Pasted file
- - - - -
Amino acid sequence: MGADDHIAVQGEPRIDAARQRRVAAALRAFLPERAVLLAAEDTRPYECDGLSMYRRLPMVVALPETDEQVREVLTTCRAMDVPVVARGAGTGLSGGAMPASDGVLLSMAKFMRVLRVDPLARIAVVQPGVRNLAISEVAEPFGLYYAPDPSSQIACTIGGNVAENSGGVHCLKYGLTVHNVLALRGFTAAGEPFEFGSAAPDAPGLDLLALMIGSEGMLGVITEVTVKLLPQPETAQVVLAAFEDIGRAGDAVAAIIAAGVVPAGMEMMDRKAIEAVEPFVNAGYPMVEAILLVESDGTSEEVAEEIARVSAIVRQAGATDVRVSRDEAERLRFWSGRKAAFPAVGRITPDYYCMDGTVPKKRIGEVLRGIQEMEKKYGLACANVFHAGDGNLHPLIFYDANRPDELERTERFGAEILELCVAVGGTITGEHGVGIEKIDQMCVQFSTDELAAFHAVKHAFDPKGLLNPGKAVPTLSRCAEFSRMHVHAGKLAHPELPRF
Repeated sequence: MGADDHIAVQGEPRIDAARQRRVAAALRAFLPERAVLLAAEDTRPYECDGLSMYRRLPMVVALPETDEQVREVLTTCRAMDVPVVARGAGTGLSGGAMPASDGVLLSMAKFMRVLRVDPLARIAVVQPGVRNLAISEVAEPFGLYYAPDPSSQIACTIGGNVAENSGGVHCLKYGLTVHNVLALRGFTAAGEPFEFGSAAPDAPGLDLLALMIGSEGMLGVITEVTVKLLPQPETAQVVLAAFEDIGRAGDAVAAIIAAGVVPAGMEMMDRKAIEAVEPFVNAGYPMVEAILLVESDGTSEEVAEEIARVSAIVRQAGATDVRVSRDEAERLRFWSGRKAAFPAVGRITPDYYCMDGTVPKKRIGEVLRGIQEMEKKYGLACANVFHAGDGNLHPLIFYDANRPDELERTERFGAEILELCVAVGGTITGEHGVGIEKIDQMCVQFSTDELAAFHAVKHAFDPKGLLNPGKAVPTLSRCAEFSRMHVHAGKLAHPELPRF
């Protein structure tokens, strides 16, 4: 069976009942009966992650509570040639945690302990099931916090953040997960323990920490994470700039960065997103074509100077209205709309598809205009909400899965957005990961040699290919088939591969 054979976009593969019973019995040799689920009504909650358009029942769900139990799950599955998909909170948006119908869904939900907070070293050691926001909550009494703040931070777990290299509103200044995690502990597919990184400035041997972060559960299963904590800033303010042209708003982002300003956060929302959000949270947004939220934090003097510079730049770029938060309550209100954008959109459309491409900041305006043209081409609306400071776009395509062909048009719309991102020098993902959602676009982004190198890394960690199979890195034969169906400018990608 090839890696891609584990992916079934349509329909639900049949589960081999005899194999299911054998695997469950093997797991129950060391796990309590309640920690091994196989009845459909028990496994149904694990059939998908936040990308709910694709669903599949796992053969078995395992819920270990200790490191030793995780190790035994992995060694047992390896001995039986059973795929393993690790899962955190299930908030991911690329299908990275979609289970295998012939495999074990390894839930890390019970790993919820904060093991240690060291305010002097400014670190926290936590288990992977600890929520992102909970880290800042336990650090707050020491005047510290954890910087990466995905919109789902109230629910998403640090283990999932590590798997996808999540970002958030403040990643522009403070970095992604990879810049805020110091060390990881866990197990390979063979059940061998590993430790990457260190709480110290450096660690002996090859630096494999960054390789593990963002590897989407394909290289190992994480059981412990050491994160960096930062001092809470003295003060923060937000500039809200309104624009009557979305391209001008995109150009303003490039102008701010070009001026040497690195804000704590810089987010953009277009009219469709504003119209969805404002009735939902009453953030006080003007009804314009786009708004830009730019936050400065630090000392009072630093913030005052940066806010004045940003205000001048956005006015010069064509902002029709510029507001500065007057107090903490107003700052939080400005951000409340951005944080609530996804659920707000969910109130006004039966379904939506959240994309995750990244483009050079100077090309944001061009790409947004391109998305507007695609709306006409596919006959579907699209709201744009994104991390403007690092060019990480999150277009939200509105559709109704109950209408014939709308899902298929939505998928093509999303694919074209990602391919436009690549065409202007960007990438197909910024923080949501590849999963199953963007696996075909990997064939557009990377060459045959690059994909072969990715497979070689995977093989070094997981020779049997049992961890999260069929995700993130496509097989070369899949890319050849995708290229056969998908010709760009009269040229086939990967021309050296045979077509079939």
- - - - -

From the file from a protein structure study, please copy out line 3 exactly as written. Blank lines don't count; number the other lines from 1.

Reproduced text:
């Protein structure tokens, strides 16, 4: 069976009942009966992650509570040639945690302990099931916090953040997960323990920490994470700039960065997103074509100077209205709309598809205009909400899965957005990961040699290919088939591969 054979976009593969019973019995040799689920009504909650358009029942769900139990799950599955998909909170948006119908869904939900907070070293050691926001909550009494703040931070777990290299509103200044995690502990597919990184400035041997972060559960299963904590800033303010042209708003982002300003956060929302959000949270947004939220934090003097510079730049770029938060309550209100954008959109459309491409900041305006043209081409609306400071776009395509062909048009719309991102020098993902959602676009982004190198890394960690199979890195034969169906400018990608 090839890696891609584990992916079934349509329909639900049949589960081999005899194999299911054998695997469950093997797991129950060391796990309590309640920690091994196989009845459909028990496994149904694990059939998908936040990308709910694709669903599949796992053969078995395992819920270990200790490191030793995780190790035994992995060694047992390896001995039986059973795929393993690790899962955190299930908030991911690329299908990275979609289970295998012939495999074990390894839930890390019970790993919820904060093991240690060291305010002097400014670190926290936590288990992977600890929520992102909970880290800042336990650090707050020491005047510290954890910087990466995905919109789902109230629910998403640090283990999932590590798997996808999540970002958030403040990643522009403070970095992604990879810049805020110091060390990881866990197990390979063979059940061998590993430790990457260190709480110290450096660690002996090859630096494999960054390789593990963002590897989407394909290289190992994480059981412990050491994160960096930062001092809470003295003060923060937000500039809200309104624009009557979305391209001008995109150009303003490039102008701010070009001026040497690195804000704590810089987010953009277009009219469709504003119209969805404002009735939902009453953030006080003007009804314009786009708004830009730019936050400065630090000392009072630093913030005052940066806010004045940003205000001048956005006015010069064509902002029709510029507001500065007057107090903490107003700052939080400005951000409340951005944080609530996804659920707000969910109130006004039966379904939506959240994309995750990244483009050079100077090309944001061009790409947004391109998305507007695609709306006409596919006959579907699209709201744009994104991390403007690092060019990480999150277009939200509105559709109704109950209408014939709308899902298929939505998928093509999303694919074209990602391919436009690549065409202007960007990438197909910024923080949501590849999963199953963007696996075909990997064939557009990377060459045959690059994909072969990715497979070689995977093989070094997981020779049997049992961890999260069929995700993130496509097989070369899949890319050849995708290229056969998908010709760009009269040229086939990967021309050296045979077509079939």